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ASN Wikibase Occurrence # 167765
Last updated: 18 October 2021
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Type:Silhouette image of generic B752 model; specific model in this crash may look slightly different
Boeing 757-223
Owner/operator:American Airlines
Registration: N624AA
MSN: 24582/297
Fatalities:Fatalities: 0 / Occupants: 146
Other fatalities:0
Aircraft damage: Minor
Location:Palm Beach International Airport, FL (KPBI) -   United States of America
Phase: En route
Nature:Passenger - Scheduled
Departure airport:San Juan-Luis Muñoz Marín International Airport (SJU/TJSJ)
Destination airport:Philadelphia International Airport, PA (PHL/KPHL)
Investigating agency: NTSB
American Airlines flight 1738, a Boeing 757-200, declared an emergency due to smoke in the cockpit and diverted to Palm Beach International Airport (KPBI), West Palm Beach, Florida. The flight was being piloted by an airline transport pilot certificated captain and airline transport pilot certificated first officer. The airplane landed without incident at KPBI. Night visual meteorological conditions prevailed at the time of the incident. The scheduled domestic passenger flight was being conducted under the provisions of Title 14 CFR Part 121, and an instrument flight rules flight plan had been filed. The captain, first officer, three of the six flight attendants, and one passenger were transported to the hospital with minor injuries. The flight departed San Juan, Puerto Rico, at 1851 atlantic standard time and was enroute to Philadelphia, Pennsylvania.

According to the flight crew, the airplane was at flight level (FL) 340, approximately 35 miles south of the DRIBL intersection on radial R763, when they noticed a burning odor and large amounts of smoke in the cockpit, none of it coming from an obvious place. The crew donned their oxygen masks and smoke goggles, declared an emergency, and turned the airplane westbound towards the Florida coast. They accomplished the Quick Reference Handbook procedures for "Smoke/Fumes Removal". While trying to determine the source of the smoke, the first officer noticed that his windshield began to crack and small shards of glass began to separate and strike him. They began a descent and about 10,000 feet the first officer's windshield made a "very loud bang" and shattered, blocking all outside visibility. The airplane landed on Runway 27R and taxied to the gate under its own power.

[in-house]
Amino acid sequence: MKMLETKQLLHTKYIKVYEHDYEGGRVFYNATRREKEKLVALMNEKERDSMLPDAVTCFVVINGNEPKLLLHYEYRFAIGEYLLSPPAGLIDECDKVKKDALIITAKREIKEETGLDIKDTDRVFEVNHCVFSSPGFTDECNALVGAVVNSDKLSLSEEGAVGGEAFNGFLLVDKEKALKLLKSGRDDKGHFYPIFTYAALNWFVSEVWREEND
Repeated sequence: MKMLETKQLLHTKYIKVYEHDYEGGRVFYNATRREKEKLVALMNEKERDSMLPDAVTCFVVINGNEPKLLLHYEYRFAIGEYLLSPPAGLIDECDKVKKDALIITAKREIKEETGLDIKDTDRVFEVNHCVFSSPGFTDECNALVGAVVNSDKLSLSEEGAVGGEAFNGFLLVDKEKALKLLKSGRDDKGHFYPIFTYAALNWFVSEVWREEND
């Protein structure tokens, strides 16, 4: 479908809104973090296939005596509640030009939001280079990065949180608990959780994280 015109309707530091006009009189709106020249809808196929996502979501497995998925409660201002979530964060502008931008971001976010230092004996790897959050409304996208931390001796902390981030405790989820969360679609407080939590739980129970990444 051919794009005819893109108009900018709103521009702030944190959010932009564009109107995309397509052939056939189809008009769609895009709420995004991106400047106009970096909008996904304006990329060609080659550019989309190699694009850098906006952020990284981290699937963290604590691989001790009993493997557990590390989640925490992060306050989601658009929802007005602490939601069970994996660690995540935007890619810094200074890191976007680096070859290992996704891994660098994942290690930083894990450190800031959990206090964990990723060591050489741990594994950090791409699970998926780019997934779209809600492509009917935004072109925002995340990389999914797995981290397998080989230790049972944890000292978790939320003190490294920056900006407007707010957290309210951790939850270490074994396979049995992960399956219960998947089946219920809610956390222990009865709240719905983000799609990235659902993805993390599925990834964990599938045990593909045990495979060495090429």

The National Transportation Safety Board determines the probable cause(s) of this incident to be:
The arcing of the windshield heat system at the upper, aft (J1) and upper, forward (J4) terminal locations on the first officer's windshield, which caused the inner pane of glass to fracture.




Photo: NTSB

Photo: NTSB

Revision history:

04-Jul-2014 13:54 harro Added
04-Jul-2014 13:54 Anon. Updated [Nature, Photo, ]
21-Dec-2016 19:28 ASN Update Bot Updated [Time, Damage, Category, Investigating agency]
02-Jan-2020 18:39 ethan2226 Updated [Nature]

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